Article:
How To Cook Oxtails In The Oven?

How To Cook Oxtails In The Oven
Prep. time:
210 min
6 dishes

Hey there, food adventurers! Today, I’m going to share with you a soul-warming recipe: Oven-Cooked Oxtails.

This dish is steeped in history, with roots in many cultures from Europe to Africa and the Caribbean.

Oxtails, once considered a ‘lesser’ cut of meat, have gained fame for their rich flavor and tender texture after slow cooking. Perfect for a cozy dinner!

Oxtails, as the name suggests, originally referred to the tail of an ox. Nowadays, this term generally refers to the tails of cattle.

They’re a type of meat cut that has gained popularity and appreciation in various cuisines around the world for their rich flavor and unique texture.

Recipe Details:

  • Serves: About 6 people.
  • Prep Time: 30 minutes.
  • Cook Time: About 3 hours.
  • Difficulty: Medium.

Here’s a bit more about oxtails:

  • Composition: Oxtails are a bony, gelatin-rich meat, which is why they’re often slow-cooked in stews, soups, or braises. The slow cooking process helps break down the collagen in the tails, turning them into melt-in-your-mouth tender meat with a rich, hearty flavor.
  • Culinary Uses: Oxtail is used in a variety of dishes across different cultures. In Caribbean cuisine, it’s a staple ingredient in oxtail stew, often cooked with butter beans and a blend of spices. In Italian cooking, oxtails are used in the classic Roman dish “coda alla vaccinara” (oxtail stew). In Asian cuisines, oxtails are used in soups and broths, valued for their rich texture and flavor.
  • Nutritional Value: Oxtails are rich in protein and minerals like iron. They’re also high in collagen, which is thought to have various health benefits, including supporting joint health and skin elasticity.
  • Preparation: Oxtails require long cooking times due to their dense connective tissue. They are best prepared using slow cooking methods such as braising or stewing. This slow process ensures the meat becomes tender and the flavors intensify.
  • Flavor and Texture: After cooking, oxtails offer a unique combination of tender meat and gelatinous texture. The flavor is deep, meaty, and robust, making them a favorite for hearty, flavorful dishes.

As said above, in recent years, oxtails have seen a resurgence in popularity, moving from being considered a ‘lesser’ cut of meat to a gourmet ingredient in many high-end restaurants, celebrated for their depth of flavor and luxurious texture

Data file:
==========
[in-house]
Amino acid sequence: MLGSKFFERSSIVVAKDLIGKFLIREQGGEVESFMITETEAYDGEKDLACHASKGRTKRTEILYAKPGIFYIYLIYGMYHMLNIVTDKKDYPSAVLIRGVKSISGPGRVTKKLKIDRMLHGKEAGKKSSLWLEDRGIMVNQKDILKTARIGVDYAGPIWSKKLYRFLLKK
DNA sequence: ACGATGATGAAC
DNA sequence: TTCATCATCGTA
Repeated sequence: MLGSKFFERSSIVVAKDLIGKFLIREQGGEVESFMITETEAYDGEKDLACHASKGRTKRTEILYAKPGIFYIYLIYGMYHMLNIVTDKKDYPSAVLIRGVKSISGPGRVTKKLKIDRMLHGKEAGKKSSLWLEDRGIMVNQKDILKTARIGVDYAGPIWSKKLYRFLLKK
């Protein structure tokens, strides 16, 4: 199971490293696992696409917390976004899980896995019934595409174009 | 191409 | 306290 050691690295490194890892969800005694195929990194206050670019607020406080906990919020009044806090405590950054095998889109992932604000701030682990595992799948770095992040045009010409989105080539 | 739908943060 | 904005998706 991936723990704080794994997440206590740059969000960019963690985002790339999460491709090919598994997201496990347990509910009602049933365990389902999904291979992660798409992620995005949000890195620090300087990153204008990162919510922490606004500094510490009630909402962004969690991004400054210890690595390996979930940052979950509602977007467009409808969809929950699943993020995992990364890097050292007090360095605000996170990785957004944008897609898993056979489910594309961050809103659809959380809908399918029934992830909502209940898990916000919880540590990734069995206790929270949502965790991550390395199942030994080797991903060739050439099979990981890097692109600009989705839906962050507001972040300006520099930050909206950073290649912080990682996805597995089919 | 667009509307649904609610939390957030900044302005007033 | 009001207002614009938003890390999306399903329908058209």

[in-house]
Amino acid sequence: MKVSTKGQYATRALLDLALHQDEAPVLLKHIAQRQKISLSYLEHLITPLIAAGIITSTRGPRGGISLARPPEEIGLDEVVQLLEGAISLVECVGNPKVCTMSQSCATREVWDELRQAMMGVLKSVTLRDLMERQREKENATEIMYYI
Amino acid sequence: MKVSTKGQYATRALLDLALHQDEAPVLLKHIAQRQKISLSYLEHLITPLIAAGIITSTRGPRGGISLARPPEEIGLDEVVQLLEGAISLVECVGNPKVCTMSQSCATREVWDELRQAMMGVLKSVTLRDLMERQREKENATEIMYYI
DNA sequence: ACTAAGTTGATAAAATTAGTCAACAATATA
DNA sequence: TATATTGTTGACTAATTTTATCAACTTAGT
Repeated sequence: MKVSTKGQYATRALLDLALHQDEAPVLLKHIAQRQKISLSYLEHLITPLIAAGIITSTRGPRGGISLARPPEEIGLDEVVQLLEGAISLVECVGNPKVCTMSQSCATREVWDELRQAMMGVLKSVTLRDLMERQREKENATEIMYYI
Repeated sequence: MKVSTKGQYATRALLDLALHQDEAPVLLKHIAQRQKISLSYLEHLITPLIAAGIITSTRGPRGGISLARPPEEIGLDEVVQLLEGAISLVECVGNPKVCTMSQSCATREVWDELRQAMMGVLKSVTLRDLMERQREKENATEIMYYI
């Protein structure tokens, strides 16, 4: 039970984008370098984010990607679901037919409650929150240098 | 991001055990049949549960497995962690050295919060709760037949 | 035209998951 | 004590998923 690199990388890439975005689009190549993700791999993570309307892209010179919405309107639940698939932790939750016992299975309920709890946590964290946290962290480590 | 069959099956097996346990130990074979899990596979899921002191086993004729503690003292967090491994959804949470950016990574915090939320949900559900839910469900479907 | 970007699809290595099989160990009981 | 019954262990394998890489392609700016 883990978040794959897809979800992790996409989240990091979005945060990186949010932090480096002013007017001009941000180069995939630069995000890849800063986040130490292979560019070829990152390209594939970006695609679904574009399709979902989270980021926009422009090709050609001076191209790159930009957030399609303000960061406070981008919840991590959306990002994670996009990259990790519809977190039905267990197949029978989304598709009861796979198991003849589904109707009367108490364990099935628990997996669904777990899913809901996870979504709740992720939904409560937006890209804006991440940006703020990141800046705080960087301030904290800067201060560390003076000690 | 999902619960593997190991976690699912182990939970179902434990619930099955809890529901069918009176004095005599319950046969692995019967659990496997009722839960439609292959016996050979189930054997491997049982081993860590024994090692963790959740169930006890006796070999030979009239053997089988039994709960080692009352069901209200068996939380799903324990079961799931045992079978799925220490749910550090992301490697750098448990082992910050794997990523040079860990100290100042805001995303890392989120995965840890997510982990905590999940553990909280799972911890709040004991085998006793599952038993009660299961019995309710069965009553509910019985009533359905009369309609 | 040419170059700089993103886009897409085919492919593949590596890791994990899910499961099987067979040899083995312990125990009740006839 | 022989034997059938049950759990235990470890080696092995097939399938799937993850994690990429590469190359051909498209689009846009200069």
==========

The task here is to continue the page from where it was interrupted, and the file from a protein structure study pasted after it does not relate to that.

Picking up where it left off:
• · 2 kg oxtails, cut into segments
  • · 2 tbsp olive oil
  • · 2 large onions, chopped
  • · 4 cloves of garlic, minced
  • · 3 large carrots, chopped
  • · 2 celery stalks, chopped
  • · 1 cup red wine (a hearty one like Cabernet)
  • · 3 cups beef broth
  • · 2 tbsp tomato paste
  • · 2 bay leaves
  • · A few sprigs of fresh thyme (or 1 tsp dried thyme)
  • · Salt and pepper to taste


  1. Prep the Oxtails: Preheat your oven to 160°C (320°F). Season the oxtails with salt and pepper. In a large oven-proof pot, heat the olive oil and brown the oxtails on all sides. This might take about 10-15 minutes. Then, set them aside.
  2. Veggies Time: In the same pot, add the onions, garlic, carrots, and celery. Cook until they start to soften.
  3. Deglaze: Pour in the red wine, scraping up any browned bits from the bottom of the pot. Let it simmer for a few minutes to reduce slightly.
  4. Simmering Magic: Add the beef broth, tomato paste, bay leaves, and thyme. Stir well, then return the oxtails to the pot. The liquid should almost cover the meat.
  5. Oven Time: Cover the pot with a lid or tightly with foil and place it in the oven. Cook for about 3 hours, or until the meat is tender and almost falling off the bone.
  6. Final Touches: Remove the bay leaves and thyme sprigs. You can skim off excess fat from the surface.

Nutritional Benefits:

  • Protein-Rich: Oxtails are a great source of protein.
  • Minerals: High in iron and other essential minerals.
  • Collagen: Known for its high collagen content, great for joint health.

Dietary Alternatives:

  • Alcohol-Free Version: Replace the red wine with additional beef broth or a non-alcoholic red wine.

Cooking Tips:

  • Browning is Key: Don’t rush the browning of the oxtails. It’s crucial for flavor.
  • Low and Slow: The key to tender oxtails is cooking them at a low temperature for a long time.
  • Serve Over: Serve over mashed potatoes, polenta, or rice to soak up that delicious sauce.
  • Make Ahead: This dish tastes even better the next day as the flavors meld together.

There you have it, a heartwarming dish that’s perfect for when you need a little culinary hug. The rich, meaty flavors of the oxtails combined with the hearty veggies make for a meal that’s both satisfying and comforting. Enjoy the process and the delicious results!

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